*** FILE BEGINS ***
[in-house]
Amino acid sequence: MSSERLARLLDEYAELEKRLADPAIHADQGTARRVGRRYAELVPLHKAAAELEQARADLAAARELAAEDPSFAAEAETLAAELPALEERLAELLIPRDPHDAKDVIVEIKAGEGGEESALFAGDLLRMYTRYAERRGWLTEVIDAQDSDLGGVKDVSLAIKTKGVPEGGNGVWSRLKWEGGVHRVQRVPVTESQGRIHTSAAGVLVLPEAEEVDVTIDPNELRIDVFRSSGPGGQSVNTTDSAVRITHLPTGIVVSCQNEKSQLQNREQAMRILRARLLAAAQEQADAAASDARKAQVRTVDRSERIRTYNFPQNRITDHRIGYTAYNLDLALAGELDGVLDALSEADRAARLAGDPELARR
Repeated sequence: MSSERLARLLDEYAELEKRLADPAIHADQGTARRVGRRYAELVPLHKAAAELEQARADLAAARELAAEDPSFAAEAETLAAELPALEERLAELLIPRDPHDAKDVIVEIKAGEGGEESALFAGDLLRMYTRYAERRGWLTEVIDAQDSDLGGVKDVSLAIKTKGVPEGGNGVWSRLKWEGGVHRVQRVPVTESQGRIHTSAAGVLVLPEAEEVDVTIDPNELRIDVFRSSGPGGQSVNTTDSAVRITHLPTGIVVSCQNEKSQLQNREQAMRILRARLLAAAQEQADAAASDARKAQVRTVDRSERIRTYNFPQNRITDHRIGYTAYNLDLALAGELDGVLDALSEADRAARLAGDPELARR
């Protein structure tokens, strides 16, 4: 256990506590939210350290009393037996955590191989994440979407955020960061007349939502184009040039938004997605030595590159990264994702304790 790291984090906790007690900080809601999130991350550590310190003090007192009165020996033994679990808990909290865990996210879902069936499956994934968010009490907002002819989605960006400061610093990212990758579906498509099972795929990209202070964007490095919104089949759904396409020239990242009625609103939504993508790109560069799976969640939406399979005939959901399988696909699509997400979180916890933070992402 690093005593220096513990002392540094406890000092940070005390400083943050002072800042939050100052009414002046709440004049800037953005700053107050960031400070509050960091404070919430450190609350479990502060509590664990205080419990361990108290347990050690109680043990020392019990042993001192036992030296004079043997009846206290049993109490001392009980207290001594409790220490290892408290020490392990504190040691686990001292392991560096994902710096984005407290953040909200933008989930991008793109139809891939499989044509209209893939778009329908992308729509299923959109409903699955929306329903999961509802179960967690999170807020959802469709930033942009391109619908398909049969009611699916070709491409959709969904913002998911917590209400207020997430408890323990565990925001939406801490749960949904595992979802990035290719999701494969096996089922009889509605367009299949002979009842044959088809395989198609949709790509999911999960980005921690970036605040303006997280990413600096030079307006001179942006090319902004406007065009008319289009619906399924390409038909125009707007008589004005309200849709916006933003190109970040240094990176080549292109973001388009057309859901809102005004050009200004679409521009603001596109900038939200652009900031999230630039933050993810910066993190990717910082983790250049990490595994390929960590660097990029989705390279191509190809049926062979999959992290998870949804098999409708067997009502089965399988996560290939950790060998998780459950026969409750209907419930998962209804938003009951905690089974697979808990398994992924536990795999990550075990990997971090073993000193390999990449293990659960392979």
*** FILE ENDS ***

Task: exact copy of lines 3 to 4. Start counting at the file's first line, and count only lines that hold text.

Repeated sequence: MSSERLARLLDEYAELEKRLADPAIHADQGTARRVGRRYAELVPLHKAAAELEQARADLAAARELAAEDPSFAAEAETLAAELPALEERLAELLIPRDPHDAKDVIVEIKAGEGGEESALFAGDLLRMYTRYAERRGWLTEVIDAQDSDLGGVKDVSLAIKTKGVPEGGNGVWSRLKWEGGVHRVQRVPVTESQGRIHTSAAGVLVLPEAEEVDVTIDPNELRIDVFRSSGPGGQSVNTTDSAVRITHLPTGIVVSCQNEKSQLQNREQAMRILRARLLAAAQEQADAAASDARKAQVRTVDRSERIRTYNFPQNRITDHRIGYTAYNLDLALAGELDGVLDALSEADRAARLAGDPELARR
């Protein structure tokens, strides 16, 4: 256990506590939210350290009393037996955590191989994440979407955020960061007349939502184009040039938004997605030595590159990264994702304790 790291984090906790007690900080809601999130991350550590310190003090007192009165020996033994679990808990909290865990996210879902069936499956994934968010009490907002002819989605960006400061610093990212990758579906498509099972795929990209202070964007490095919104089949759904396409020239990242009625609103939504993508790109560069799976969640939406399979005939959901399988696909699509997400979180916890933070992402 690093005593220096513990002392540094406890000092940070005390400083943050002072800042939050100052009414002046709440004049800037953005700053107050960031400070509050960091404070919430450190609350479990502060509590664990205080419990361990108290347990050690109680043990020392019990042993001192036992030296004079043997009846206290049993109490001392009980207290001594409790220490290892408290020490392990504190040691686990001292392991560096994902710096984005407290953040909200933008989930991008793109139809891939499989044509209209893939778009329908992308729509299923959109409903699955929306329903999961509802179960967690999170807020959802469709930033942009391109619908398909049969009611699916070709491409959709969904913002998911917590209400207020997430408890323990565990925001939406801490749960949904595992979802990035290719999701494969096996089922009889509605367009299949002979009842044959088809395989198609949709790509999911999960980005921690970036605040303006997280990413600096030079307006001179942006090319902004406007065009008319289009619906399924390409038909125009707007008589004005309200849709916006933003190109970040240094990176080549292109973001388009057309859901809102005004050009200004679409521009603001596109900038939200652009900031999230630039933050993810910066993190990717910082983790250049990490595994390929960590660097990029989705390279191509190809049926062979999959992290998870949804098999409708067997009502089965399988996560290939950790060998998780459950026969409750209907419930998962209804938003009951905690089974697979808990398994992924536990795999990550075990990997971090073993000193390999990449293990659960392979």